Clutch replacement is a job that normally takes a good bit of time, and we want the job to go right the first time. Whether it’s a 4-wheel drive Ford F-450 or a Chevrolet Cobalt, we don’t want to do the job twice, but that’s exactly what may happen if the clutch installation does not go right.
The first issue with a new clutch replacement is getting the hydraulic system bled of air, which is easily the most common problem on a new clutch install. With today’s “fluidless/dripless” quick disconnect at the clutch slave cylinder, we disconnect the line coming down from the master cylinder, take the transmission out, replace the clutch and reconnect the line, and expect things to be perfect.
However, that’s not always the case. Air gets into the hydraulic system, requiring us to bleed the system, and that can be much easer said than done.
With just a few quick steps, part of an old concentric slave cylinder that normally gets thrown out can be recycled to create a bleeding tool.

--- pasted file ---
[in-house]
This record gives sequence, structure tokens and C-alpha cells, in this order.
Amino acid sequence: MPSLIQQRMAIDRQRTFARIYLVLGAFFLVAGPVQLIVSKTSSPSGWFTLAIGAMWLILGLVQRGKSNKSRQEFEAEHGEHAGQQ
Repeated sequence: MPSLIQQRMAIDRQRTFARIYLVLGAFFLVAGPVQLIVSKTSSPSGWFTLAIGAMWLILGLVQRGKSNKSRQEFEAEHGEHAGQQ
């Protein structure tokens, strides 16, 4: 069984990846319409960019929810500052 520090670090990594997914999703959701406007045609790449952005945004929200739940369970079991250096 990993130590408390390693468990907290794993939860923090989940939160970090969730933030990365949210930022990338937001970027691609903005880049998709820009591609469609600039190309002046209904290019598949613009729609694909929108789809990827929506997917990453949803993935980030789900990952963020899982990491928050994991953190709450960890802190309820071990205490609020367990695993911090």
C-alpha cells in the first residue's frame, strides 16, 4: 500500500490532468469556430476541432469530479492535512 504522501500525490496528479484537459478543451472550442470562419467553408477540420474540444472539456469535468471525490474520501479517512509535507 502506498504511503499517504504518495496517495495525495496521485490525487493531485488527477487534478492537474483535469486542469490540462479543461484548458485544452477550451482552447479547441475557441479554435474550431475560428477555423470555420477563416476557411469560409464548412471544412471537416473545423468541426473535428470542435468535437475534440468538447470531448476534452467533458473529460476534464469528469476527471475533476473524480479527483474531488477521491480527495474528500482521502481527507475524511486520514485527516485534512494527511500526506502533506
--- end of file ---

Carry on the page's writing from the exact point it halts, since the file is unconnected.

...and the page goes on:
1. Drive the drift pin (Fig. 1) out of the old slave cylinder.
2. Pull the quick disconnect (Fig. 2) and the 2-inch piece of steel line out of the old slave cylinder.
3. Get a piece of 3/8” ID hose and push it on to the end of the steel line (Fig. 3).
You now have a bleeding tool that will help in making the critical job of bleeding the hydraulic system easier.
1. Connect the tool you just made to the line coming down from the master cylinder.
2. Submerge the end of the hose in a vessel of clean fluid. Ensure that the hose always stays submerged in the fluid so that no air is drawn back into the hydraulic system.
3. Have an assistant depress the clutch pedal slowly, while keeping a close watch on the fluid level in the master cylinder reservoir. Make sure that the fluid level in the reservoir doesn’t go below the “low fluid” marks.
4. Repeat the process until all that is seen being pumped through the system is clean hydraulic fluid.
5. Disconnect the tool from the hydraulic system in the vehicle and from the quick disconnect up to the master will be bled of air.
This is a great example of recycling something we normally would throw away to make our job easier and more efficient.
Courtesy of Schaeffler Group USA